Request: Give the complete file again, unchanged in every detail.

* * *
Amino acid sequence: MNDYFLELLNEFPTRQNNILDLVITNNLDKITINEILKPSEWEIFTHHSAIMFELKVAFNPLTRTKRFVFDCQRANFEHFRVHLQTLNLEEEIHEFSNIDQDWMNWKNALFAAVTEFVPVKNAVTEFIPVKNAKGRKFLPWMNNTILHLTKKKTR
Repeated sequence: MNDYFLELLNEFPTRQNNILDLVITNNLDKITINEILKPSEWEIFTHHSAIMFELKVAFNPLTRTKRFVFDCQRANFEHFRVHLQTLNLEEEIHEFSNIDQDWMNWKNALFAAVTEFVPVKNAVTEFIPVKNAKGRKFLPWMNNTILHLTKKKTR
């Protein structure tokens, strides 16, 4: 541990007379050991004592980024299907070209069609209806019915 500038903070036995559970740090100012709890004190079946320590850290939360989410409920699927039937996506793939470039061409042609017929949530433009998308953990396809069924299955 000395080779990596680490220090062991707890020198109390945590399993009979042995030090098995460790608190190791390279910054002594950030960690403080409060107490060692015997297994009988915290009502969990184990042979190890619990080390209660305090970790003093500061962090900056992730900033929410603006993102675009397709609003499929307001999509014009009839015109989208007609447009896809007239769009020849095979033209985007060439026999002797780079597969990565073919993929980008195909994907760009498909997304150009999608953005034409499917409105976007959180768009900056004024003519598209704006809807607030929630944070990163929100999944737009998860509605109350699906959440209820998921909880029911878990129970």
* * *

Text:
Amino acid sequence: MNDYFLELLNEFPTRQNNILDLVITNNLDKITINEILKPSEWEIFTHHSAIMFELKVAFNPLTRTKRFVFDCQRANFEHFRVHLQTLNLEEEIHEFSNIDQDWMNWKNALFAAVTEFVPVKNAVTEFIPVKNAKGRKFLPWMNNTILHLTKKKTR
Repeated sequence: MNDYFLELLNEFPTRQNNILDLVITNNLDKITINEILKPSEWEIFTHHSAIMFELKVAFNPLTRTKRFVFDCQRANFEHFRVHLQTLNLEEEIHEFSNIDQDWMNWKNALFAAVTEFVPVKNAVTEFIPVKNAKGRKFLPWMNNTILHLTKKKTR
């Protein structure tokens, strides 16, 4: 541990007379050991004592980024299907070209069609209806019915 500038903070036995559970740090100012709890004190079946320590850290939360989410409920699927039937996506793939470039061409042609017929949530433009998308953990396809069924299955 000395080779990596680490220090062991707890020198109390945590399993009979042995030090098995460790608190190791390279910054002594950030960690403080409060107490060692015997297994009988915290009502969990184990042979190890619990080390209660305090970790003093500061962090900056992730900033929410603006993102675009397709609003499929307001999509014009009839015109989208007609447009896809007239769009020849095979033209985007060439026999002797780079597969990565073919993929980008195909994907760009498909997304150009999608953005034409499917409105976007959180768009900056004024003519598209704006809807607030929630944070990163929100999944737009998860509605109350699906959440209820998921909880029911878990129970």